1. ## simple integration question

How do you know when you can move something outside the integral to be later multiplied by the integrated function?

For example,

$\int_0^4\pi(x^2)dx$ vs. $\pi\int_0^4(x^2)dx$

And please remember, this is Calculus I. Thanks.

2. Originally Posted by cinder
How do you know when you can move something outside the integral to be later multiplied by the integrated function?

For example,

$\int_0^4\pi(x^2)dx$ vs. $\pi\int_0^4(x^2)dx$

And please remember, this is Calculus I. Thanks.
Hello,

if you've got a constant factor (-3 or 2 or $\pi$ or e or ...) then you can put it outside the integral.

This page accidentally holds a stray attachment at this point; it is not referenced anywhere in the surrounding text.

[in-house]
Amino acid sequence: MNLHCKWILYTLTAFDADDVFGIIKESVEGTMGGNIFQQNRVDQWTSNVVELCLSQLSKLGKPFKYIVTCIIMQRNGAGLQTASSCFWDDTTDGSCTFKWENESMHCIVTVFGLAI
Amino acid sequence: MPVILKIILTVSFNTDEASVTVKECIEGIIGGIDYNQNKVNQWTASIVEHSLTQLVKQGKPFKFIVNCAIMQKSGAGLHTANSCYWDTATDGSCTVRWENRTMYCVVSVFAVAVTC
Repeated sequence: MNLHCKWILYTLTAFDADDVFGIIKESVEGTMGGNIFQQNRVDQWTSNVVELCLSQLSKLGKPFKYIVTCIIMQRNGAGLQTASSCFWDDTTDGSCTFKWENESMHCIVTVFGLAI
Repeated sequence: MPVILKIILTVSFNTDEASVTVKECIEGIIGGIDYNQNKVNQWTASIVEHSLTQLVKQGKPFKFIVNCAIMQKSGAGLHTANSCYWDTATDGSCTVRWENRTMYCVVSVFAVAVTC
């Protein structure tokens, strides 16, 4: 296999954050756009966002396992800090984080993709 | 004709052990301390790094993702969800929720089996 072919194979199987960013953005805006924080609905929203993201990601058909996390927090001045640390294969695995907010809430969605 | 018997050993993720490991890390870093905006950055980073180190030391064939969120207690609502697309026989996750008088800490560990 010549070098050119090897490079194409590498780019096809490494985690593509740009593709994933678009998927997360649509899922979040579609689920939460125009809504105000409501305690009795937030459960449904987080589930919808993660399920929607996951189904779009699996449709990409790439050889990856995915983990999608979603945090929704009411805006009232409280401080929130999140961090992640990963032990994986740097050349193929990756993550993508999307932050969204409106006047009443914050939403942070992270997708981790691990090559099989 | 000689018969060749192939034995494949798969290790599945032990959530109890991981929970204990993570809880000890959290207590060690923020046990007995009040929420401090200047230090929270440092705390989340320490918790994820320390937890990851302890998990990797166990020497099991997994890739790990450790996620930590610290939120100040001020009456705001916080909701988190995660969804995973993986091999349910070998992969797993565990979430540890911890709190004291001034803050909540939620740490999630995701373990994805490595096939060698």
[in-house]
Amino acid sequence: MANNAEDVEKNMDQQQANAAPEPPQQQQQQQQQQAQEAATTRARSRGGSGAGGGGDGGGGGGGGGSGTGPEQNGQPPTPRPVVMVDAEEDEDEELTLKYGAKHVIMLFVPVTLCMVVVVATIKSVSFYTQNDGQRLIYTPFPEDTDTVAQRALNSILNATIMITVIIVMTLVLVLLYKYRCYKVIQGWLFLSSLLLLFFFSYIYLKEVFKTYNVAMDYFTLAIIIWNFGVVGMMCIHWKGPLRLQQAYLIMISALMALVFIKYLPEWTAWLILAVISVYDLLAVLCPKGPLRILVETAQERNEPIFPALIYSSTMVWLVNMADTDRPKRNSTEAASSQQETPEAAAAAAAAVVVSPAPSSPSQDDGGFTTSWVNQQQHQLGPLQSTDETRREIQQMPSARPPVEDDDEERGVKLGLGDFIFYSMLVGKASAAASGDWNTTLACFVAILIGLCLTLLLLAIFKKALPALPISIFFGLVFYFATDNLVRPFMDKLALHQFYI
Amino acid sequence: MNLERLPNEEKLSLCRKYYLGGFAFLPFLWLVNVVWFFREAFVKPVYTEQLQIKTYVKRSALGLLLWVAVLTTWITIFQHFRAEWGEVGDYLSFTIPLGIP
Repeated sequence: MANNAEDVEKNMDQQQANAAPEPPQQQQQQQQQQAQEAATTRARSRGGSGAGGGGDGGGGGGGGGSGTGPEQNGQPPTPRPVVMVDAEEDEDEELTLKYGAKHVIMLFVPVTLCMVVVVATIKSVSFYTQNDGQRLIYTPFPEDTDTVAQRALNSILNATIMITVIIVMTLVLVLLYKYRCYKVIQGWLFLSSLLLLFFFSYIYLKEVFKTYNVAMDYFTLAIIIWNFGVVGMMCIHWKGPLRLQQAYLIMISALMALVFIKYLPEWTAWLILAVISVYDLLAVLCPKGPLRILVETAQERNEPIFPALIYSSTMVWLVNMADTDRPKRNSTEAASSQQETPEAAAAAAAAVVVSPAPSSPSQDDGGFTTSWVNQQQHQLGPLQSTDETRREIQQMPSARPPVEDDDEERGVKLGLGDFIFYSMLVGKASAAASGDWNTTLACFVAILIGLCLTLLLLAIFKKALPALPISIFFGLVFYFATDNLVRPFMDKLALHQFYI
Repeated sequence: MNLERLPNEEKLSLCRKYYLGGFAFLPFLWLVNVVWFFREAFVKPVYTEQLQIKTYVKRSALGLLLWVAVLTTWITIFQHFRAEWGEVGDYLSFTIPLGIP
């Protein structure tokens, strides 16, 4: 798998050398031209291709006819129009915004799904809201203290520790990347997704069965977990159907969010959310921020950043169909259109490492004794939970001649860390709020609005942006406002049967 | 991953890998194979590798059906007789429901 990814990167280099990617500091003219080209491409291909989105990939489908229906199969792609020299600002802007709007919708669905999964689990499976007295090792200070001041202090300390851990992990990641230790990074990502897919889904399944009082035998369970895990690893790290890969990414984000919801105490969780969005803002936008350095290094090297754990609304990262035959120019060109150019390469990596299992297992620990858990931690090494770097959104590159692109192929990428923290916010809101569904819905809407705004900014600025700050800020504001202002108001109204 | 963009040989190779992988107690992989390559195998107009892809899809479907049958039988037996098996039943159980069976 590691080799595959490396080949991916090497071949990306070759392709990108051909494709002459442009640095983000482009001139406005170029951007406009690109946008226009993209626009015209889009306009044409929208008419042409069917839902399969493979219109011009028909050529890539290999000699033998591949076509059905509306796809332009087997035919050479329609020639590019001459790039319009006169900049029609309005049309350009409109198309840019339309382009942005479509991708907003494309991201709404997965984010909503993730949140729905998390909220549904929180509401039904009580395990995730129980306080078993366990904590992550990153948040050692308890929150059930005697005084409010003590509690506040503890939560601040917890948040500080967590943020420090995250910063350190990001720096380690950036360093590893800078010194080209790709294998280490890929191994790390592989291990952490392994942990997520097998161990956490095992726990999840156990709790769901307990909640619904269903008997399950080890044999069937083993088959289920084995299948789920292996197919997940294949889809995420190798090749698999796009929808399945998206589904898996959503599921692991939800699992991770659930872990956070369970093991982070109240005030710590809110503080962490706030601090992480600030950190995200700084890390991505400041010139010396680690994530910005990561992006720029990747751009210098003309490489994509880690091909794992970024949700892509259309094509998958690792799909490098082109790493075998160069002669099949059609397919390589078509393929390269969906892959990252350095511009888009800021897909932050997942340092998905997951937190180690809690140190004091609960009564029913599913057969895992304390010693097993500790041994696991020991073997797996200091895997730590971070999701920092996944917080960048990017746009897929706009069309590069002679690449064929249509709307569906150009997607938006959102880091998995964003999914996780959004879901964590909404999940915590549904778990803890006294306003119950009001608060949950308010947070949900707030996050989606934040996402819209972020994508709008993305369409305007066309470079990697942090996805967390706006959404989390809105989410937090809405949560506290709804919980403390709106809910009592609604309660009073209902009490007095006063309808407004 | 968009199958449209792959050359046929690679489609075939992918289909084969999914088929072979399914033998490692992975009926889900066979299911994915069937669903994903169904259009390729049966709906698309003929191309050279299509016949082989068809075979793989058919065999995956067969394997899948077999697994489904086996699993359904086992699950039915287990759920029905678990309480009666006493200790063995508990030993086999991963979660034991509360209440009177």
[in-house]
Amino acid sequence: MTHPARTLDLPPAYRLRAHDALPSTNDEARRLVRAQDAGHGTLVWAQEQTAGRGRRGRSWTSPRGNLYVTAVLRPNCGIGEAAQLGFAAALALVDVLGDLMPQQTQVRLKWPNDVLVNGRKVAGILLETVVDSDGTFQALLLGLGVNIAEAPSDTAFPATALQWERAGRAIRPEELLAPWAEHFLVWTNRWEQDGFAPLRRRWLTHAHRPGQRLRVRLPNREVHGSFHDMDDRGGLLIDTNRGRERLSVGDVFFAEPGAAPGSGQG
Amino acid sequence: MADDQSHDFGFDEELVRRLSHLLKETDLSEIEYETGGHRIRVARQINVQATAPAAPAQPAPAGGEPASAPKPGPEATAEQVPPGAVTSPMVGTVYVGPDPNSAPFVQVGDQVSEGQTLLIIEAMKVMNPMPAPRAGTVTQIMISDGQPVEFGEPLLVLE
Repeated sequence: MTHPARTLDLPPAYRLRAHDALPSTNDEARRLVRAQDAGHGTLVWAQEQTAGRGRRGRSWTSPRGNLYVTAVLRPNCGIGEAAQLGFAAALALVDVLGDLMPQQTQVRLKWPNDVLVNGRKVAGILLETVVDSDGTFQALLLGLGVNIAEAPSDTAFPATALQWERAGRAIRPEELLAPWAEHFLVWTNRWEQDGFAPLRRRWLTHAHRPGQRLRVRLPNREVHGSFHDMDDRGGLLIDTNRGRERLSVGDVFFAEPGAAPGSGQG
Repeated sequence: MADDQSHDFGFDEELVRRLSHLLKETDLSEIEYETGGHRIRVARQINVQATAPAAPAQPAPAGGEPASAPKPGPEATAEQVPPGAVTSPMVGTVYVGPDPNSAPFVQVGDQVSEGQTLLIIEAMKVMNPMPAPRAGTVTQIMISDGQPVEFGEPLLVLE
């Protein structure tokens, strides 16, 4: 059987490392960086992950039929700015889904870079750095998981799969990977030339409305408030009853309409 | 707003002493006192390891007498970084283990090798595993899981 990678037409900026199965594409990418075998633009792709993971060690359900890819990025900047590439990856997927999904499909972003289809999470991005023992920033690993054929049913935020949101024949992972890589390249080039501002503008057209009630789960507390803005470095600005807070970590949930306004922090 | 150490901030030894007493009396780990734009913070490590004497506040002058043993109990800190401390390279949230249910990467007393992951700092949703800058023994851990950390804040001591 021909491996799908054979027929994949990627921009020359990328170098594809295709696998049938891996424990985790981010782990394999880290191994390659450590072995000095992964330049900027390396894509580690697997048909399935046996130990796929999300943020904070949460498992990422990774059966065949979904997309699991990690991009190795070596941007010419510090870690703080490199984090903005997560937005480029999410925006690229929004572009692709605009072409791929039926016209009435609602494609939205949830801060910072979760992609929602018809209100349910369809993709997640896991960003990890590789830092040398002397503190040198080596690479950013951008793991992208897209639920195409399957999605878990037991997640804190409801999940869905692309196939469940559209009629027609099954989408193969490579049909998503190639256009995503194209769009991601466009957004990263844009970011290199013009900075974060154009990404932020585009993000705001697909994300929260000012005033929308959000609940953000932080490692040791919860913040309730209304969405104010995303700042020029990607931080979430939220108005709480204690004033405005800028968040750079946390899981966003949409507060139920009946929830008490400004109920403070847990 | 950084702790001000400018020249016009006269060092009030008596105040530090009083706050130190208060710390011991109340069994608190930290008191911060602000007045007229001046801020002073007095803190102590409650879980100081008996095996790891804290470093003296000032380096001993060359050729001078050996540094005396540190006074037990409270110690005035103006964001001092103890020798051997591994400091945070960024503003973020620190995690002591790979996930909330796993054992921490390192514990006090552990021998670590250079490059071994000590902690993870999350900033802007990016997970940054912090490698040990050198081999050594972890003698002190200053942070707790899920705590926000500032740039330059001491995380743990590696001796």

With sums you can sometimes split the integral into two or more (maybe simpler) integrals.

Greetings

EB

3. Originally Posted by earboth
Hello,

if you've got a constant factor (-3 or 2 or $\pi$ or e or ...) then you can put it outside the integral.

With sums you can sometimes split the integral into two or more (maybe simpler) integrals.

Greetings

EB
If you have $\int_0^3(4x^2-2)dx$, can you make it $\int_0^32(2x^2-1)dx$ giving $2\int_0^3(2x^2-1)dx$?

4. Originally Posted by cinder
If you have $\int_0^3(4x^2-2)dx$, can you make it $\int_0^32(2x^2-1)dx$ giving $2\int_0^3(2x^2-1)dx$?
Hello,

you've got it. Exactly what you should (or can) do.

Greetings

EB

5. Originally Posted by earboth
Hello,

you've got it. Exactly what you should (or can) do.

Greetings

EB
Thanks for the help!